By Yara Bayoumy
United Nations report says oil price rebound, state spending will fuel recovery.
Most Arab countries are expected to record an average 3.6 percent economic growth this year as the price of crude oil rebounds from 2009, a United Nations economic report said on Wednesday.
The global credit crunch brought a boom in Gulf Arab economies to a halt last year but high state spending and a resurgence in oil prices have contributed to the recovery of the world's top oil exporting region.
Global oil prices had hit record highs above $145 a barrel in July 2008, but slipped to a low just above $32 a barrel during the peak of the global crisis.
"As the prices of crude oil currently rebounded to about $80 per barrel, the mood in the region is shifting from pessimism to measured optimism," said a press release about the full report, titled "World Economic Situation and Prospects 2010", launched in the Lebanese capital.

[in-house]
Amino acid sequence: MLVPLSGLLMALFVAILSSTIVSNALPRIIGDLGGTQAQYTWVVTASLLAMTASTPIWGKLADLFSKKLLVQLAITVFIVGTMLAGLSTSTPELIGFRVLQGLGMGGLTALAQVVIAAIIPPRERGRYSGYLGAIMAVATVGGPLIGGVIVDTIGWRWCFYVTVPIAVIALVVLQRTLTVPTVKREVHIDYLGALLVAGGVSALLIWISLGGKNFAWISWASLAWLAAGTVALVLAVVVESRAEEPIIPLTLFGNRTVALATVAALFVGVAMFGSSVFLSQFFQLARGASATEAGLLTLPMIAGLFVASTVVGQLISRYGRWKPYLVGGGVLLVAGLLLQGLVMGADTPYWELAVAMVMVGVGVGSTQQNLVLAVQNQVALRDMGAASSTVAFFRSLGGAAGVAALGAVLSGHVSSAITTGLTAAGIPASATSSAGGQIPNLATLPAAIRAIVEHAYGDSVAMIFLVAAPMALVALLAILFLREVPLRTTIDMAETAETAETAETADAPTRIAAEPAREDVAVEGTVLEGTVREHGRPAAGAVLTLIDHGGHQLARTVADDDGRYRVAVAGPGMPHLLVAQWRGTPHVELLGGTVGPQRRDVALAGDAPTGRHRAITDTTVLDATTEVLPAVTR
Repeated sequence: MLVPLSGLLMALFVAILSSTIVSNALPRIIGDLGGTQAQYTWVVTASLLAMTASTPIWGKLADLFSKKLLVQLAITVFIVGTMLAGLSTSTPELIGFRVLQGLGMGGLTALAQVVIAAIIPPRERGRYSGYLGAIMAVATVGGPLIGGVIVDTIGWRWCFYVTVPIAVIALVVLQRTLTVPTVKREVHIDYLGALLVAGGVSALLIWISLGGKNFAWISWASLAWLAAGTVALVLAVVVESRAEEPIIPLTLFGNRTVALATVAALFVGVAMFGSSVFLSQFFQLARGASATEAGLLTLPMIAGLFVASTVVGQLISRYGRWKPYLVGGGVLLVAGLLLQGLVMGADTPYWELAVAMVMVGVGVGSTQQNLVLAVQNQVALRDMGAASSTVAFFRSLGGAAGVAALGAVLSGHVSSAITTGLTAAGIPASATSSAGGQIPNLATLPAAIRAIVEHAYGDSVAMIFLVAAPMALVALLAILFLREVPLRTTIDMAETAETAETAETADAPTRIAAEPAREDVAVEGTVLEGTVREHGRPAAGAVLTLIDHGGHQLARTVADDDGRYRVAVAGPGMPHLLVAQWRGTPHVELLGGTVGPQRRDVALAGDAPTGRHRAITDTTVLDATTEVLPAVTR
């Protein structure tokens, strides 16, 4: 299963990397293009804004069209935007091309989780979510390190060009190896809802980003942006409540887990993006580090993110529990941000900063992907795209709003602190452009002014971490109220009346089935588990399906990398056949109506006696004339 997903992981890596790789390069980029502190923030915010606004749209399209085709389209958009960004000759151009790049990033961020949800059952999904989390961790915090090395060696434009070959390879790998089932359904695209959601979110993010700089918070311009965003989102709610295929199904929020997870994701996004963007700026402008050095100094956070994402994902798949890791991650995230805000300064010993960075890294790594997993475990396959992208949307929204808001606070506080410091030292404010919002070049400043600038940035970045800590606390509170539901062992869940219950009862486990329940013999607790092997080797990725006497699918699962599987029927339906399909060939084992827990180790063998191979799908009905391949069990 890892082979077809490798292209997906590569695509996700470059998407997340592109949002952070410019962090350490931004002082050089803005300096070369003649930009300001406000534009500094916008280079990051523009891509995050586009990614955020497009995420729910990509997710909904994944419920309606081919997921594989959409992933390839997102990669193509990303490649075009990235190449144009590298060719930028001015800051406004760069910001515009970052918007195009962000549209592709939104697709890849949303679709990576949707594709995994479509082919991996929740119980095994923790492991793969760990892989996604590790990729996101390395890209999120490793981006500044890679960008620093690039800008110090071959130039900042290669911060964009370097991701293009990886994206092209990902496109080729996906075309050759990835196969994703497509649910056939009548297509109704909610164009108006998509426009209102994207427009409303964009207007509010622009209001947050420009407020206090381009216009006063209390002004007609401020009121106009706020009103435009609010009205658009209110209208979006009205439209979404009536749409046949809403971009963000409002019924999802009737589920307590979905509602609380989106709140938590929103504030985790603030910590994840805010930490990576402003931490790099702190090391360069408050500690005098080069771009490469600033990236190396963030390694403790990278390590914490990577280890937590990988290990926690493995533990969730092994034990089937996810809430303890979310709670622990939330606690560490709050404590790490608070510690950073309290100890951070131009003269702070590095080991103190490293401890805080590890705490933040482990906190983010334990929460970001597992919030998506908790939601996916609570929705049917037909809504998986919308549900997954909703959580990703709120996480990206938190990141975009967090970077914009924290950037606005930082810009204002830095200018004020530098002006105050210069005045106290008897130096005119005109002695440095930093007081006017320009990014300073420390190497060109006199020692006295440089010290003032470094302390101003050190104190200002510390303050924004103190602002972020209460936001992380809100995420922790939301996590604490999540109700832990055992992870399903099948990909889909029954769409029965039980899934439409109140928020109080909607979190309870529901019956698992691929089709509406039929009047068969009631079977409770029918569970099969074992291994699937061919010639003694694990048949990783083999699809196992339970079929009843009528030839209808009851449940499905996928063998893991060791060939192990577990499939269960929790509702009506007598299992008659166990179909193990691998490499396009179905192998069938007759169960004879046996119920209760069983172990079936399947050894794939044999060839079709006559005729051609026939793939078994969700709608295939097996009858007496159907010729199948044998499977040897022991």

The first chapter was published in a December pre-release.
"...the surge in oil prices will also allow trade surpluses to increase again for oil exporting countries. However, non oil-exporting countries are likely to witness greater trade deficits," it said.
Abu Dhabi has already said it expected its economy to grow by up to 4 percent this year, Oman's finance minister said growth would reach 6.1 percent, and Saudi banks expect growth in the kingdom to sharply pick up to about 3.8 percent in 2010.
The report said economies in Western Asia, which include those of most Arab countries, had witnessed a 1.0 percent contraction in 2009, "a severe contraction after the positive economic growth of 4.6 percent in 2008".
The global recession hit Gulf Arab oil exporters hard particularly as oil prices fell. The countries have adopted an array of policy measures to ease tight liquidity and prop up sagging investor confidence during the crisis.
The report said it expected inflation to rise moderately this year due to the possible impact on domestic prices of the weakening dollar in economies with a low currency peg.
Gulf Arab countries, except for Kuwait, tie their currencies to the dollar and their central banks invest heavily in dollar-denominated assets.
Labour markets in the region were resilient in 2009 but they remain fragile and unemployment is rising, the report said, citing Jordan where the unemployment rate rose 2 percent to 14 percent in the third quarter of 2009. (Reuters)